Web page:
Test Overview

An angiogram is an
X-ray test that uses a special dye and camera (fluoroscopy) to take pictures of the blood flow in an
artery (such as the
aorta) or a vein (such as the vena cava). An angiogram
can be used to look at the arteries or veins in the head, arms, legs, chest,
back, or belly.

Common angiograms can look at the arteries near
the heart (coronary angiogram), lungs (pulmonary angiogram), brain (cerebral
angiogram), head and neck (carotid angiogram), legs or arms (peripheral), and
the aorta (aortogram).

During an angiogram, a thin tube called a
catheter is placed into a blood vessel
in the groin (femoral artery or vein) or
just above the elbow (brachial artery or vein). The catheter is guided to the area to be
studied. Then an iodine dye (contrast material) is injected into the
vessel to make the area show clearly on the X-ray pictures. This method is
known as conventional or catheter angiogram. The angiogram pictures can be made
into regular X-ray films or stored as digital pictures in a computer.

An angiogram can find a bulge in a blood vessel (aneurysm). It
can also show narrowing or a blockage in a blood vessel that affects blood
flow. An angiogram can show if
coronary artery disease is present and how bad it
is.

A
magnetic resonance angiogram (MRA) or
computed tomography angiogram (CTA) may be an option
instead of an angiogram. Each of these tests is less invasive than a standard
angiogram. Some MRA tests and all CTA tests require an injection of dye. A CTA
also involves radiation exposure.

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Why It Is Done

An
angiogram is done to:

  • Detect problems with blood vessels that affect
    blood flow. Examples of such problems include a tear in a blood vessel (which
    can cause blockage or internal bleeding),
    aneurysms (which are weaknesses in the blood vessel
    wall), and narrowed areas.
  • Look for changes in the blood vessels of
    injured or damaged organs.
  • Show the pattern of blood flow to a
    tumor. This can not only help show how much the tumor has spread but also guide
    treatment.
  • Show the condition, number, and
    location of renal arteries before a kidney transplant.
  • Look for a source of bleeding, such as an
    ulcer.
  • Prepare for surgery on diseased
    blood vessels of the legs (peripheral arterial disease) in people
    who have severe leg pain when walking.
  • Check how bad
    atherosclerosis is in the
    coronary arteries.

In some cases, a method called interventional radiology may
be used during an angiogram to treat diseases. For example, a catheter can be
used to open a blocked blood vessel, deliver medicine to a tumor, or stop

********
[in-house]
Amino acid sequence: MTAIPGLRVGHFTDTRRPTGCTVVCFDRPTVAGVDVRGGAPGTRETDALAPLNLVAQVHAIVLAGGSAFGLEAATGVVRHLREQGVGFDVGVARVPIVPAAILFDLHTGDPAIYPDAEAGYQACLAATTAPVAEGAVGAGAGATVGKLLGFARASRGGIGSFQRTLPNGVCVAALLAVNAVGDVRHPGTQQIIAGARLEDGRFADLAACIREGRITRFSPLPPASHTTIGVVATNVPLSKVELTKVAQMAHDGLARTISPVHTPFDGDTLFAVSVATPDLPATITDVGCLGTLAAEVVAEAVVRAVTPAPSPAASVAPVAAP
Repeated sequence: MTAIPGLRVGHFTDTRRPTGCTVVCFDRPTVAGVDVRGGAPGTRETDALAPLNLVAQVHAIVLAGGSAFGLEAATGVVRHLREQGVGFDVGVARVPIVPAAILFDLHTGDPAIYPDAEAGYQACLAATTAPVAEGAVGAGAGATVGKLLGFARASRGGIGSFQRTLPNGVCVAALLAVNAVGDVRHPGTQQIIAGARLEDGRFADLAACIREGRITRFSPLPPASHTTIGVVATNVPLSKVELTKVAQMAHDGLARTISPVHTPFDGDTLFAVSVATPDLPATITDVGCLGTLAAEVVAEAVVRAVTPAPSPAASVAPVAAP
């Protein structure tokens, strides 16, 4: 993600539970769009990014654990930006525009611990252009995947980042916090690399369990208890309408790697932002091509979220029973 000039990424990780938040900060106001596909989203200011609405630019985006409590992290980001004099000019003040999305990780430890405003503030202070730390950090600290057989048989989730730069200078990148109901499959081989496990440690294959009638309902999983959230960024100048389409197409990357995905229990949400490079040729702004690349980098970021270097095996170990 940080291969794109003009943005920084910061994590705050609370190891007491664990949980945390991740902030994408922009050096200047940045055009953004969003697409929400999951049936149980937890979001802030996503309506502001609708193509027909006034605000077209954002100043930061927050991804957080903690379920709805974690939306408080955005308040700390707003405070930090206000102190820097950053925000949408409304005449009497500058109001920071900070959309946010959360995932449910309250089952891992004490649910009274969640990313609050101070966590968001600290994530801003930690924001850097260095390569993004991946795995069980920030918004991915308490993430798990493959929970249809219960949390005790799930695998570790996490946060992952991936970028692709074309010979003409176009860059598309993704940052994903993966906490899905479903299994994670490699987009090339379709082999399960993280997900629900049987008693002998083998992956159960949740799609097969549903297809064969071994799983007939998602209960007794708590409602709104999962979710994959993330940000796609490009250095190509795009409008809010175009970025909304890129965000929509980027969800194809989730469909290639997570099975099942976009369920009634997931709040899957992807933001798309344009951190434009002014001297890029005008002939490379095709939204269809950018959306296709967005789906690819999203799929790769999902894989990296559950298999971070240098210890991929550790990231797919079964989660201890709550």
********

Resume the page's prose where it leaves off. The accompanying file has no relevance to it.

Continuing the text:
intestinal bleeding caused by
diverticular hemorrhage. To stop intestinal bleeding,
the catheter is moved into the small artery where the bleeding is occurring,
and medicine that narrows the artery or causes the blood to clot is injected
through the catheter.

How To Prepare

Before an angiogram, tell your doctor
if you:

  • Are or might be pregnant.
  • Are
    breastfeeding. Use formula (throw out your breast milk) for 1 to 2 days after
    the angiogram until the dye has passed from your body. This generally takes 24
    hours.
  • Are allergic to iodine dye used in the
    test.
  • Have ever had a serious allergic reaction (anaphylaxis) from any substance, such as the venom
    from a bee sting or from eating shellfish.
  • Have
    asthma.
  • Are allergic to any
    medicines.
  • Have any bleeding problems or are taking blood-thinning
    medicines.
  • Have a history of kidney problems or
    diabetes, especially if you take metformin (such as
    Glucophage) to control your diabetes. The dye used during an angiogram can
    cause kidney damage in people who have poor kidney function.

Do not eat or drink for 4 to 8 hours before the angiogram.
You may be asked to not take aspirin, aspirin products, or blood thinners for
several days before the test and for 1 day after the test. If you take these
medicines, talk with your doctor.

An angiogram can be done as an
inpatient or outpatient. If you are an outpatient, you will stay in a recovery
room for several hours before you go home. You may want to bring something to
do or read to pass the time. Arrange to have someone take you home because you
may get a
sedative before the test. If you stay overnight in the
hospital, you will probably go home the next day.

The test may
take several hours, so you will empty your bladder just before it
begins.

Also before the angiogram you may have other blood tests,
such as blood clotting (coagulation) studies, blood urea nitrogen (BUN), and
creatinine.

You will be asked to sign a consent form that says you understand the risks of the test and agree to have it done.